Johnson finished his career with 17,707 points, 6,559 rebounds, 10,141 assists, and 1,724 steals. There’s no doubt about it that Johnson’s rivalry with Boston Celtics legend Larry Bird is what took the NBA to new heights, and turned it into a global, multibillion-dollar industry that the NBA is today. When Johnson’s Lakers battled Bird’s Celtics in the ’80s, it proved to be one of the most famous and greatest rivalries in all of sports.
4) KAREEM ABDUL-JABBAR
Kareem Abdul-Jabbar comes in at No. 4. (Photo by Focus on Sport/Getty Images)
YEARS PLAYED: Milwaukee Bucks (1969-1975); Los Angeles Lakers (1975-1989)
CAREER STATISTICS: 24.6 PPG, 11.2 RPG, 3.6 APG
LIST OF ACCOLADES: 6x NBA Champion; 2x NBA Finals MVP; 6x NBA MVP; 19x NBA All-Star; 10x All-NBA First Team; 5x All-NBA Second Team; 5x NBA All-Defensive First Team; 6x NBA All-Defensive Second Team; 1970 Rookie of the Year; 2x NBA Scoring Champion; 1976 NBA Rebounding Champion; 4x NBA Blocks Leader; Basketball Hall of Fame Class of 1995
WHY IS KAREEM ABDUL-JABBAR NO. 4?
Abdul-Jabbar, a league-record six-time NBA MVP and record 19-time NBA All-Star, was a 15-time All-NBA selection, and an 11-time NBA All-Defensive honoree. He led the Milwaukee Bucks to their first championship in 1971, and after he joined the Los Angeles Lakers in 1975, he won five more titles with Magic Johnson. Abdul-Jabbar, the first player in league history to play 20 seasons, made 18 playoff appearances, and he played in 10 NBA Finals. His famous shot, known as the “skyhook,” is one of the greatest offensive scoring moves in league history because of the degree of difficulty it is for a defensive player. Back in 2006, Abdul-Jabbar told the Los Angeles Times that he learned the move in fifth grade, and he valued it because it’s “the only shot I could use that didn’t get smashed back in my face.”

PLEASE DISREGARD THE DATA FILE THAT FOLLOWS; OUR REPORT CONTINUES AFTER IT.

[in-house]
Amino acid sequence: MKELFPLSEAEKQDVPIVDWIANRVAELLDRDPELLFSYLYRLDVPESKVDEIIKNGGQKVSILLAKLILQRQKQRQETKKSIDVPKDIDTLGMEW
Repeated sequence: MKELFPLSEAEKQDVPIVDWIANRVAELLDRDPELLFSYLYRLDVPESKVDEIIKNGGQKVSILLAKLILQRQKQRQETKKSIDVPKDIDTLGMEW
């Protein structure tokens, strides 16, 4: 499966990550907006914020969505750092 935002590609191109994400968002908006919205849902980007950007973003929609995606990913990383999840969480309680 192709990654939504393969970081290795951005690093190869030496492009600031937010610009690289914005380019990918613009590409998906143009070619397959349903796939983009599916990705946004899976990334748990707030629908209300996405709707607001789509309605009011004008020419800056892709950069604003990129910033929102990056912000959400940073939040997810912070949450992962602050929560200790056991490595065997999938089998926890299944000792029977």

When Abdul-Jabbar retired in 1989, he was the NBA’s all-time leader in points scored (38,387), games played (1,560), minutes played (57,446), field goals made (15,837), field goal attempts (28,307), blocked shots (3,189), defensive rebounds (9,394), career wins (1,074), and personal fouls (4,657). He’s still the all-time leader in points scored, field goals made, and career wins. Back in 2007, ESPN.com ranked him as the greatest center of all-time, and in 2008 they said that he is the greatest college basketball player ever. Under head coach John Wooden at UCLA, Abdul-Jabbar won three straight national championships and was a record three-time MVP of the NCAA Tournament.
Abdul-Jabbar’s resume certainly puts him in the conversation as the greatest player in league history. Detroit Pistons legendary point guard Isiah Thomas once said in an article published in 2012 in the Chicago Tribune: “If they say the numbers don’t lie, then Kareem is the greatest ever to play the game.” And former Lakers head coach Pat Riley believes it as well. He said, “Why judge anymore? When a man has broken records, won championships, endured tremendous criticism and responsibility, why judge? Let’s toast him as the greatest player ever.”
3) SHAQUILLE O’NEAL
Shaquille O’Neal (right) is the No. 3 greatest player in NBA history. (Photo by Sam Forencich/NBAE via Getty Images)
CAREER STATISTICS: 23.7 PPG, 10.9 RPG, 2.3 BPG
LIST OF ACCOLADES: 4x NBA Champion; 3x NBA Finals MVP; 2000 NBA MVP; 15x NBA All-Star; 8x All-NBA First Team; 2x All-NBA Second Team; 4x All-NBA Third Team; 3x NBA All-Defensive Second Team; 1993 Rookie of the Year; 2x NBA Scoring Champion; Basketball Hall of Fame Class of 2016
WHY IS SHAQUILLE O’NEAL NO. 3?